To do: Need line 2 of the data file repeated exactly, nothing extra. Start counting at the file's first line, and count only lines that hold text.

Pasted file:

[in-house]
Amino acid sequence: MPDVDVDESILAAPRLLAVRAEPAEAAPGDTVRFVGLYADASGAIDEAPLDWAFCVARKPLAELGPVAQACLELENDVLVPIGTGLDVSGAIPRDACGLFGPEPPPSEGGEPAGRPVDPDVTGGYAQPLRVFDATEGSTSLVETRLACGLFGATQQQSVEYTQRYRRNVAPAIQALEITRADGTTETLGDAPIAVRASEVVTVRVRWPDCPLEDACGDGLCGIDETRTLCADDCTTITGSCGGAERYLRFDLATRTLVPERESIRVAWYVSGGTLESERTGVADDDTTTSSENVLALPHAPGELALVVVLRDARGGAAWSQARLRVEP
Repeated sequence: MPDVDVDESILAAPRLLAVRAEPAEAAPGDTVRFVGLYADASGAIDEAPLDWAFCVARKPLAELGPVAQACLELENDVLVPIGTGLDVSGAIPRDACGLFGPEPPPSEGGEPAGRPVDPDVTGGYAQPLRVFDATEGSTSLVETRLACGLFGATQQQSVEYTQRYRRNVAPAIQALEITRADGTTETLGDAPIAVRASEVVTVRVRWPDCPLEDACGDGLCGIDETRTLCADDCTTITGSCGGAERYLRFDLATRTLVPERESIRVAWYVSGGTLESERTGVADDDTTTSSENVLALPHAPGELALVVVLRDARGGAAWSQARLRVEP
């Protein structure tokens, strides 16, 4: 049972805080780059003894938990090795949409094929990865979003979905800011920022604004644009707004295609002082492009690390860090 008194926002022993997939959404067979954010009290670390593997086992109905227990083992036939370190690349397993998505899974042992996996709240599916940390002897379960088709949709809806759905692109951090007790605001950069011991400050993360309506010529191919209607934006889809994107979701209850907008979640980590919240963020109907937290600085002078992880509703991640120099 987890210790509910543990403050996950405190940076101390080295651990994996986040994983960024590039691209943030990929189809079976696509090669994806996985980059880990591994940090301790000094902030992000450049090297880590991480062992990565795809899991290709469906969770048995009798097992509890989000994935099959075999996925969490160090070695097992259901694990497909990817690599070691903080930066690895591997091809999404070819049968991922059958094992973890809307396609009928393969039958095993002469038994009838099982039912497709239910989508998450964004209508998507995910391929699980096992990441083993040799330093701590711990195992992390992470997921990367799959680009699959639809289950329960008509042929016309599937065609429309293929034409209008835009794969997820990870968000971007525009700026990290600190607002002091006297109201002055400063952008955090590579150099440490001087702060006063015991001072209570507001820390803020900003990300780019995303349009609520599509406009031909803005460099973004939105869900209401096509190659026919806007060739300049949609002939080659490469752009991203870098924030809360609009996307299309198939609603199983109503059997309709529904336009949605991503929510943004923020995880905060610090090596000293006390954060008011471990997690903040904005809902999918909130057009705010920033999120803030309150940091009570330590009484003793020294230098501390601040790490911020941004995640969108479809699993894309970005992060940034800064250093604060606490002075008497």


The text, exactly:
Amino acid sequence: MPDVDVDESILAAPRLLAVRAEPAEAAPGDTVRFVGLYADASGAIDEAPLDWAFCVARKPLAELGPVAQACLELENDVLVPIGTGLDVSGAIPRDACGLFGPEPPPSEGGEPAGRPVDPDVTGGYAQPLRVFDATEGSTSLVETRLACGLFGATQQQSVEYTQRYRRNVAPAIQALEITRADGTTETLGDAPIAVRASEVVTVRVRWPDCPLEDACGDGLCGIDETRTLCADDCTTITGSCGGAERYLRFDLATRTLVPERESIRVAWYVSGGTLESERTGVADDDTTTSSENVLALPHAPGELALVVVLRDARGGAAWSQARLRVEP